Data about service requests to city non-emergency telephone lines can help identify potential hotspots for opioid use and overdoses, a new study suggests. Adopting such an approach could help cities direct opioid outreach and resources to where they are most needed.
Researchers at Ohio State University found that calls to the 311 line in the City of Columbus tracked closely to places and times where opioid overdose events were on the rise. 311 lines are non-emergency phone numbers that residents in many North American cities can call to get information about services, make complaints or report problems like graffiti or potholes.
Findings showed that calls about issues such as municipal code violations, public health matters like pest management and broken streetlights were the best indicators of opioid use in Columbus communities.
“Complaints to the city about issues like streetlight repair, abandoned vehicles and code violations reflect disorder and distress that are also linked to opioid use,” said Yuchen Li, lead author of the study and doctoral candidate in geography at The Ohio State University.
“311 data helps identify which parts of the community may be the next hotspot for opioid overdoses.”
The study has been published in the Scientific Reports journal.
In 2017, the US department of Health and Human Services (HHS) declared the opioid crisis a public health emergency. An all-time high of almost 72,000 people in the US died from drug overdoses in 2019, with opioids involved in more than two-thirds of the deaths. Ohio ranks in the top five states for opioid-related overdose deaths.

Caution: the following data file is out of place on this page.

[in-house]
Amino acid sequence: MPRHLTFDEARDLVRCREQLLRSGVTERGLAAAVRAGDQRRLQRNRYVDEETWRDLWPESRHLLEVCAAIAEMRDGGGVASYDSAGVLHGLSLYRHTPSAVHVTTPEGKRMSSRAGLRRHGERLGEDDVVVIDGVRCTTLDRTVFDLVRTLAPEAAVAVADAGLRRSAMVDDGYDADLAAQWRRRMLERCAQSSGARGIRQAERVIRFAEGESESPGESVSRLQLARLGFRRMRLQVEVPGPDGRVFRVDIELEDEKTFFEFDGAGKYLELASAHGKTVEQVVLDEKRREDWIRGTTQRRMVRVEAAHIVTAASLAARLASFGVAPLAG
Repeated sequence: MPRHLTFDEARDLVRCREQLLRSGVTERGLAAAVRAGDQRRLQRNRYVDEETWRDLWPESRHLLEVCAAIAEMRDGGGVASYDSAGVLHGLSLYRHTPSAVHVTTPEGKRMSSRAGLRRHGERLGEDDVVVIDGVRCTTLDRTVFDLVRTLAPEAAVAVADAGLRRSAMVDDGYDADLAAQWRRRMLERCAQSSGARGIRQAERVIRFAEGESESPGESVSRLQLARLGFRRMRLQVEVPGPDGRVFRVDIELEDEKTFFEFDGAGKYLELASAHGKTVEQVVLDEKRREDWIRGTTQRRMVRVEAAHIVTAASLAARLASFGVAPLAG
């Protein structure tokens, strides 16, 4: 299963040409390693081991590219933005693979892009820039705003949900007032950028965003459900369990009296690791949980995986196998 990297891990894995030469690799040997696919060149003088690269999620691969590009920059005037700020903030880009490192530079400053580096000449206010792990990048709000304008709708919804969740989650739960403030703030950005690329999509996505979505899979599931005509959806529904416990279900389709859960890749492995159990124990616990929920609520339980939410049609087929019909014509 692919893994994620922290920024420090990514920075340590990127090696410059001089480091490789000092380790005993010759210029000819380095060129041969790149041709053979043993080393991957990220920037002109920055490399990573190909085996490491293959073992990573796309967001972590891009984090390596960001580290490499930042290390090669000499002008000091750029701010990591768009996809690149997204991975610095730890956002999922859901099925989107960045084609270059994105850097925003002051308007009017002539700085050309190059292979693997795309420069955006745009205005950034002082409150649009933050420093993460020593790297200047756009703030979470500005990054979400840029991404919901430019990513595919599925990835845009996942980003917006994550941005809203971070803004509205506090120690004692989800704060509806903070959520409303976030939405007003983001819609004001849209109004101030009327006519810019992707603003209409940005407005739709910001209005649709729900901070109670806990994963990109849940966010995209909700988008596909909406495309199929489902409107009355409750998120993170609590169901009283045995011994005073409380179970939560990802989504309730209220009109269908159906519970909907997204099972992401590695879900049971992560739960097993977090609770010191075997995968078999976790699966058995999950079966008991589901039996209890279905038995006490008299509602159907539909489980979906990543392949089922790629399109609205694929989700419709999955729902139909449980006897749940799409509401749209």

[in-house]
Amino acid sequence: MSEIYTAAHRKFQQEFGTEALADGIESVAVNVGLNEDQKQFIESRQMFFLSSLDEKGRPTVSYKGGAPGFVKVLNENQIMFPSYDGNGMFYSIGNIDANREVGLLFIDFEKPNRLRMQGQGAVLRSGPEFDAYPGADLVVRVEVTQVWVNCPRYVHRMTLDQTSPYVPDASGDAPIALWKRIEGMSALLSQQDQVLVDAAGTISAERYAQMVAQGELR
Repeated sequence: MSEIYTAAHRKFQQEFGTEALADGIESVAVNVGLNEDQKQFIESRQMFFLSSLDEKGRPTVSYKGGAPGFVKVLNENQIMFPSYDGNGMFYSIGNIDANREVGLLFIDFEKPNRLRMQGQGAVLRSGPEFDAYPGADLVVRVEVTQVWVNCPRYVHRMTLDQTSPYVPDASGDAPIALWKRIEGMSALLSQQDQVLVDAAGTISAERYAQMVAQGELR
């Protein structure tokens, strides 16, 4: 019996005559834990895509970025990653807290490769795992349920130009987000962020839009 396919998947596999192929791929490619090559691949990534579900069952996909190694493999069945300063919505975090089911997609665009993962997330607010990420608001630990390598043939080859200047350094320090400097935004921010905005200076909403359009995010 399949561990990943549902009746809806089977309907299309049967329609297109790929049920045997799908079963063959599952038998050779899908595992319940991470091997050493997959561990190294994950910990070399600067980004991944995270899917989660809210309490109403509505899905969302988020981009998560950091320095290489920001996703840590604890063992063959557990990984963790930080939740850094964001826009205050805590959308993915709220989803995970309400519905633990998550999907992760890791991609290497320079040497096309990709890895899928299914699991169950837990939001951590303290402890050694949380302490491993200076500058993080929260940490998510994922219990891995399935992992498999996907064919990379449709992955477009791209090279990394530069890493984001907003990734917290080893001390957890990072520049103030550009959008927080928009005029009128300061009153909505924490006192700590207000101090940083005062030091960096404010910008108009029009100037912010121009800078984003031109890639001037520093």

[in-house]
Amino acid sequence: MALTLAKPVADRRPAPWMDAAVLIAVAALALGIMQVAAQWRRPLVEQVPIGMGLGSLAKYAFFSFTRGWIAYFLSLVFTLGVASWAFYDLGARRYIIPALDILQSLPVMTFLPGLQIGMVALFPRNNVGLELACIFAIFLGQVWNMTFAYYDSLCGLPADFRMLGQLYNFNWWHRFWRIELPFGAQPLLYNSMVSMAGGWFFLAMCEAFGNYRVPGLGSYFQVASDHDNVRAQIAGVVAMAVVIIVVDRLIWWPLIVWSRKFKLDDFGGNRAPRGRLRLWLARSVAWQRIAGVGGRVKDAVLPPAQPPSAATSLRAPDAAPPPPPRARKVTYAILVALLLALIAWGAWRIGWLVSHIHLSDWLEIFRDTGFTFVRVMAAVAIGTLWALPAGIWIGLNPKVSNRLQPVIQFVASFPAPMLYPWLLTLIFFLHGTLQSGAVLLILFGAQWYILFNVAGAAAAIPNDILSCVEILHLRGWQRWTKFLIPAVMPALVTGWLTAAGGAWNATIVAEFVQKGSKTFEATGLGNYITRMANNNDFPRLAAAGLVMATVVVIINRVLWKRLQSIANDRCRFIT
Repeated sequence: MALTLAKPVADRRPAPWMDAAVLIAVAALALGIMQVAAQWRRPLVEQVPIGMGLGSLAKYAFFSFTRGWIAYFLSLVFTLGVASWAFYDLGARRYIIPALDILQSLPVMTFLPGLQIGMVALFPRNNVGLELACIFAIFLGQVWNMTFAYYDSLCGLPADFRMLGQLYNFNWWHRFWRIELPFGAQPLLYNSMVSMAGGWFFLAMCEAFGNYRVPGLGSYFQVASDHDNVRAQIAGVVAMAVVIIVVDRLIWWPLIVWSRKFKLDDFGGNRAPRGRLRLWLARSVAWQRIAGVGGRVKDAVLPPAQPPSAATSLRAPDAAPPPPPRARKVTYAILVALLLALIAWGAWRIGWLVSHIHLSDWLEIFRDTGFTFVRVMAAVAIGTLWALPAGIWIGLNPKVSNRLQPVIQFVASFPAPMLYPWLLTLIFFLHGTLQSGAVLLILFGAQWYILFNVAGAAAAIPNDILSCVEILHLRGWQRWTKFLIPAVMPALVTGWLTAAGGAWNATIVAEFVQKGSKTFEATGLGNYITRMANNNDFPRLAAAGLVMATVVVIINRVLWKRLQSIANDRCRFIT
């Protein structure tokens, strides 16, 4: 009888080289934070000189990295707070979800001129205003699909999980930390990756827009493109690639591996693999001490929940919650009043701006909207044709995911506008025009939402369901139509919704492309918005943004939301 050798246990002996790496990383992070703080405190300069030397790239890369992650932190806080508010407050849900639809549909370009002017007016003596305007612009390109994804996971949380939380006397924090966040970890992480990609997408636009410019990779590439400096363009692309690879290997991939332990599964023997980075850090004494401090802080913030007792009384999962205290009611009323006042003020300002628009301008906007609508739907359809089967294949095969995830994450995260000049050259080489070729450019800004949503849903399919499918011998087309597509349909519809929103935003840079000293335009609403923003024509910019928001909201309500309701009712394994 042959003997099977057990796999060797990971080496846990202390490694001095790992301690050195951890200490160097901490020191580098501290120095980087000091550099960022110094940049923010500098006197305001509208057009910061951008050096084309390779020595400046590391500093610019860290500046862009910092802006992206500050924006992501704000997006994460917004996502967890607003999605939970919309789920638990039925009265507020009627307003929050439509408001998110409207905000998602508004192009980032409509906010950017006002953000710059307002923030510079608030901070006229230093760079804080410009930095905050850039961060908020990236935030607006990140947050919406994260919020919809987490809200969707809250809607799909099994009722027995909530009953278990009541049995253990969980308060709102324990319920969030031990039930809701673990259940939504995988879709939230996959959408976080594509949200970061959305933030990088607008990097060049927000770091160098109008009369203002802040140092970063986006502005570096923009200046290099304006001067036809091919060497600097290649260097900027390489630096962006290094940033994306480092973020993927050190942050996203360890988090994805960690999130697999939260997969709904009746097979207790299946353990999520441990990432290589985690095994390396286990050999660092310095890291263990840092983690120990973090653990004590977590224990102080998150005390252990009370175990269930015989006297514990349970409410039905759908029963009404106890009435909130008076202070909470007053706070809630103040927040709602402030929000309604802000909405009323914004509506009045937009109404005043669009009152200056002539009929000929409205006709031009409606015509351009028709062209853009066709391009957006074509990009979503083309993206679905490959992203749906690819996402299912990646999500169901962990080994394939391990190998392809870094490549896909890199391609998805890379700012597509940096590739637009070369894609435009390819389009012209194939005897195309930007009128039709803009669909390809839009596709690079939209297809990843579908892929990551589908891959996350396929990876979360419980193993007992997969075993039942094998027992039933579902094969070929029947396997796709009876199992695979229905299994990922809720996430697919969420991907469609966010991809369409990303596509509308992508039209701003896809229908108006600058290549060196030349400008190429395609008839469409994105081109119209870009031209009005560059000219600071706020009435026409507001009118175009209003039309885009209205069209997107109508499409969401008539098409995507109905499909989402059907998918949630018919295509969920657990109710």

The Ohio State University project used data on Columbus emergency personnel responses to opioid overdoses in the city between 2008 and 2017.
These incidents are tracked, aggregated and summarised on the Franklin County Opioid Crisis Activity Levels (FOCAL) Map. The researchers compared the location and time of each overdose with open data on 311 calls received from residents in the same area near the same time.
Ten out of 21 types of 311 requests were specifically associated with nearby opioid overdoses. Calls about code violations, public health issues, food security, unsanitary conditions due to animals, and problems with street lighting were the most accurate predictors of opioid overdose hotspots. Other linked calls included those about abandoned vehicles, animal complaints, law enforcement, trash/litter, street maintenance, traffic signs and water, sewers and drains.
Calls that were not related to overdoses included those about snow and ice removal, trees, and recreation and parks.
Harvey Miller, co-author of the study and professor of geography at Ohio State, told Cities Today: The upshot for cities is that there are alternatives to census and other social data that is only updated at infrequent intervals. Opioid misuse disorder is a very dynamic crisis; we need data that is dynamic too if we are going to keep up. 311 data can help point to underlying social and economic factors that should be investigated and resolved, if appropriate. It can also help with strategic resource planning and community outreach.”
Standardisation could be key to broader adoption of this approach, says Miller, who is director of Ohio State’s Center for Urban and Regional Analysis.
“It is important to realise that 311 data is not classified in the same way across cities, making more general comparisons difficult,” he commented. “A big step for all cities would be to come up with a standard 311 classification system, or a way to translate data definitions among cities. In the immediate timeframe, cities should try to recreate our analysis on their own data to see what indicators and insights emerge.”
Miller noted that the results are exploratory and require more directed investigation but said: “This opens new ways for cities to gain insights into their challenges and potential solutions.”